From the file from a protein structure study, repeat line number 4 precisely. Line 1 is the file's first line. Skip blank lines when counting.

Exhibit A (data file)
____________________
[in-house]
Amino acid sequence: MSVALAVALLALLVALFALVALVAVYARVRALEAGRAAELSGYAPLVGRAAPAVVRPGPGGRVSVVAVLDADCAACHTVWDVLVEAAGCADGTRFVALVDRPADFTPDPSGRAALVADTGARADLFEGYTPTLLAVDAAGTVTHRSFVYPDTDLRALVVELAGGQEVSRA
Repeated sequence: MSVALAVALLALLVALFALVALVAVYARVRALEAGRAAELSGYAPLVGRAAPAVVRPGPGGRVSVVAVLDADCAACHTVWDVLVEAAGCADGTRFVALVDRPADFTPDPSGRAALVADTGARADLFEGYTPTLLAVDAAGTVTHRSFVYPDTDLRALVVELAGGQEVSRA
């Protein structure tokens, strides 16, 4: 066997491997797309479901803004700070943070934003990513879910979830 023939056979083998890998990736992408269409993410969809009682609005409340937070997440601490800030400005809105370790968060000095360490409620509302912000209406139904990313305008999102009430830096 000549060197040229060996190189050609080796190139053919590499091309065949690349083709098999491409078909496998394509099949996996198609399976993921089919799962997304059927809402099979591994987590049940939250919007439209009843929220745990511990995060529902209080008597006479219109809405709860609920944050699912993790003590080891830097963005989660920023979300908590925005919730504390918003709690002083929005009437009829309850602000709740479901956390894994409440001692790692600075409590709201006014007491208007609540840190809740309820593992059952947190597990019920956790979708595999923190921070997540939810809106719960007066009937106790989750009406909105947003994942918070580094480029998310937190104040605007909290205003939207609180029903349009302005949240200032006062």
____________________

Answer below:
């Protein structure tokens, strides 16, 4: 066997491997797309479901803004700070943070934003990513879910979830 023939056979083998890998990736992408269409993410969809009682609005409340937070997440601490800030400005809105370790968060000095360490409620509302912000209406139904990313305008999102009430830096 000549060197040229060996190189050609080796190139053919590499091309065949690349083709098999491409078909496998394509099949996996198609399976993921089919799962997304059927809402099979591994987590049940939250919007439209009843929220745990511990995060529902209080008597006479219109809405709860609920944050699912993790003590080891830097963005989660920023979300908590925005919730504390918003709690002083929005009437009829309850602000709740479901956390894994409440001692790692600075409590709201006014007491208007609540840190809740309820593992059952947190597990019920956790979708595999923190921070997540939810809106719960007066009937106790989750009406909105947003994942918070580094480029998310937190104040605007909290205003939207609180029903349009302005949240200032006062």